Dirk Nowitzki, Steve Nash, Eduardo Najera, and Josh Howard.

“They were sold by the guy on Ebay for a few hundred bucks,” Cross said. “So I had to grab them, of course.”

Cross purchased the Najera and Howard jerseys, and a jersey collecting friend named Eddie Luk bought the Nowitzki one.

“I also got it off Ebay,” Luk said. “It was in the olden days when there weren't so many people collecting. I thought so because if this came up nowadays it would be extremely expensive.”

Luk lives in Hong Kong, although he went to college in the United States. He still has the Nowitzki jersey, and while he’s considering selling it, he hasn’t yet. People have offered to buy it anyway, though. One offer was for $6,000.

As for the Howard jersey, Cross is pretty sure he sold it to the current owner, the one who has it listed on Ebay for $2,500. Cross remembers he only sold it for $600. He also still owns the Najera jersey.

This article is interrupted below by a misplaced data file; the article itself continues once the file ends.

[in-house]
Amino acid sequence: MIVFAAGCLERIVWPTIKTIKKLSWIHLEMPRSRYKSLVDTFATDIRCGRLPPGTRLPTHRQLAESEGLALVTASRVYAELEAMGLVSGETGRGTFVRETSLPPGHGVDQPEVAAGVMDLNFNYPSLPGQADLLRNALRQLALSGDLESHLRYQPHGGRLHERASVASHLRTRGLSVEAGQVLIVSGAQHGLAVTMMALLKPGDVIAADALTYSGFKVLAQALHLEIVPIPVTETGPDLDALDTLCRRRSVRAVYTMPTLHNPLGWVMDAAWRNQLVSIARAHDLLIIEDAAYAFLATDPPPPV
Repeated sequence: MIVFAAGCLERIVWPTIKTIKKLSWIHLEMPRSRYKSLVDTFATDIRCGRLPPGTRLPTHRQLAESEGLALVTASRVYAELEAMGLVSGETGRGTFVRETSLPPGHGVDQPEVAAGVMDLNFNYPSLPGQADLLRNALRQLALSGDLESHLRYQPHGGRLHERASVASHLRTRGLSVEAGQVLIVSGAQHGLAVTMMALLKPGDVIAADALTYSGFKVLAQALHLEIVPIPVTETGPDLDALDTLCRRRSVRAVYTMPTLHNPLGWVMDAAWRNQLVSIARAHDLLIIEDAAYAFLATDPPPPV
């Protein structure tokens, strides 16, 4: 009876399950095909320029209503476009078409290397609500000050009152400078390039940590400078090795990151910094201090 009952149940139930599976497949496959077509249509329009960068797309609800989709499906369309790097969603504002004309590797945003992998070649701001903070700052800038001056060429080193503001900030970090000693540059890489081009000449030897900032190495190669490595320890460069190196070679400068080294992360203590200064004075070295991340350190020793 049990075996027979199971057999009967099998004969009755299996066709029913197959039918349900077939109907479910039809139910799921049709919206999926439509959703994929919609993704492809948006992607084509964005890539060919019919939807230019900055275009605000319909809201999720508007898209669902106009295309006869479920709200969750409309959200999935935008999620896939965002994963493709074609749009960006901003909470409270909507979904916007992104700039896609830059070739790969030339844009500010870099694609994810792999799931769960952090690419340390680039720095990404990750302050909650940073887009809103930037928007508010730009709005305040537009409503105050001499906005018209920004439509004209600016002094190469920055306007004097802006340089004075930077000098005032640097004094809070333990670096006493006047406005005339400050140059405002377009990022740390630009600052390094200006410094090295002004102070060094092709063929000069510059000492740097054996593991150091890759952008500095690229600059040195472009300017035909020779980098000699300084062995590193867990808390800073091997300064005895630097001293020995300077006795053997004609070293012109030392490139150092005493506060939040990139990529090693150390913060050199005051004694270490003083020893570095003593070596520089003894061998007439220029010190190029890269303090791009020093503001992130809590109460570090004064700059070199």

That accounts for three of the game-worn jerseys. What about the fourth, the No. 13 Steve Nash? Cross and Luk don’t know. That’s perfectly normal; some jersey collectors are private, and some don’t participate in the same jersey collecting social circles where Cross and Luk met.

But I also wanted to find out where these jerseys came from. It was one user who sold them in 2009, but I couldn’t find anymore information on this person, not even a username. Neither could Cross or Luk, who both agreed this was a one-time seller. Whoever it was, they had also sold a Nowitzki game-worn warmup suit. They seemed to have some sort of special access to this game-worn Mavericks gear.

I never found this person, but I can tell you how they got them.

No, there was no warehouse break-in or disgruntled employee smuggling them out under the cover of darkness. After talking with the Mavericks, I learned that Cuban prefers to gives away retired jerseys to charity, or auctions them off through the Mavericks Foundation.

In fact, a USA Today story from 2003 basically confirms it: “They most likely will end up being auctioned as collector's items, corporate communications manager Dawn Holgate says.”